University of Louisville Jazz Fest returns this weekend

The end of February always warms the hearts of Louisville-area jazz fans, because of the annual University of Louisville Jazz Fest. For decades, top artists including Dave Brubeck, Michael Brecker and others have performed. This year, Professor Jerry Tolson leads UofL’s Student Ensemble II on Thursday. Friday features baritone saxophonist Denis DiBlasio. On Saturday, drummer Carl Allen brings a hot band, including Freddie Hendrix (trumpet) and Eric Reed (piano), spotlighting the music of Elvin Jones and Art Blakey. On Sunday, Guggenheim Fellow Ryan Cohan performs, who was introduced to many Louisvillians by the Jazz Factory.

DiBlasio came through the ranks from the Maynard Ferguson Big Band. Professor Mike Tracy, Director of Jazz Studies, says “[he] is a longtime friend and performed years ago with our band for the Big Rock Jazz Fest. He is a great educator and wonderful performer, and will be in residence working closely with our students.” Carl Allen worked with greats Sonny Stitt, James Moody and Freddie Hubbard. Of Allen, Tracy says “I have been trying to connect for a number of years and it finally worked out. I liked the idea of the tribute and everything finally fell into place. He is also bringing an outstanding band with him.”   

Chicago pianist/composer Ryan Cohan is Visiting Jazz Artist this semester at UofL, splitting time between home and Louisville, and is excited about performing here again: “We always had an amazing time when we came to the Jazz Factory. We built an audience there, and people really loved the music. It was always special for us. I always had a great feeling every time I came to Louisville. I am particularly pleased to have the opportunity to work at the university now.” He’s had one rehearsal with faculty members Chris Fitzgerald and Mike Hyman, and acknowledged how quickly they picked up on his compositions. They’ll be playing some Cohan originals, as well as a standard and some pieces by Tracy and Ansyn Banks.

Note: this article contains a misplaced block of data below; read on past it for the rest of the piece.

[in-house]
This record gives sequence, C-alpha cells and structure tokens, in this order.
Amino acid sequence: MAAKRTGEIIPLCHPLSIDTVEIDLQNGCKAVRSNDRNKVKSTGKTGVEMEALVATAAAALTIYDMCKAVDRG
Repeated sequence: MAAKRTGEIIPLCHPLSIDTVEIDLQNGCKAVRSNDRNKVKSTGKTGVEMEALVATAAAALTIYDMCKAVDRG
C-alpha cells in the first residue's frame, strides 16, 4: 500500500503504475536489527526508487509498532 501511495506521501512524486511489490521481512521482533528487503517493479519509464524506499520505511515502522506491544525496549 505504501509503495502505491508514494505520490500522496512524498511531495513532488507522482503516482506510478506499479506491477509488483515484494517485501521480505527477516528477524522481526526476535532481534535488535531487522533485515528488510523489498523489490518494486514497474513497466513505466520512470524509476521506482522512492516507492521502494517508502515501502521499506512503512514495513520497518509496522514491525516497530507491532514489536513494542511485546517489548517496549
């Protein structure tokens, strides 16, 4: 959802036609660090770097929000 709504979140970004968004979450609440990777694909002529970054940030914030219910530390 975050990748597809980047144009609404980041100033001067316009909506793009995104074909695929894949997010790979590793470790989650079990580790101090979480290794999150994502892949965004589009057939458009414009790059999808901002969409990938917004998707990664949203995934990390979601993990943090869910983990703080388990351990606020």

Cohan says he enjoys the challenges inherent in working as both pianist and composer, which require different approaches. “Sometimes they come in bursts,” he says. “If I have a series of demanding gigs coming up, I have to focus on playing the piano. Sometimes it’s tricky to keep up with writing and arranging, too. Often, it’s focusing on one or the other, and hoping you can slide on some of the deadlines. For me, its always been a balancing act. I find it to be very different flows, one that happens when you’re playing and performing and improvising. It happens in real time — there’s a natural flow with the spontaneity and improvising and trusting that the notes will be in your hand. There’s a different flow that happens when you’re composing, that doesn’t happen in real time. You have to work at something for a while, staying on something, whatever you’re composing. There’s a flow, but not in real time, and composing requires blocks of time.” 

Tracy adds, “Cohan has been working with our students for the semester and I always have loved his playing and compositions. So it was a natural fit to feature him on a concert.  Add our student groups and it should be a wonderful four days of jazz.”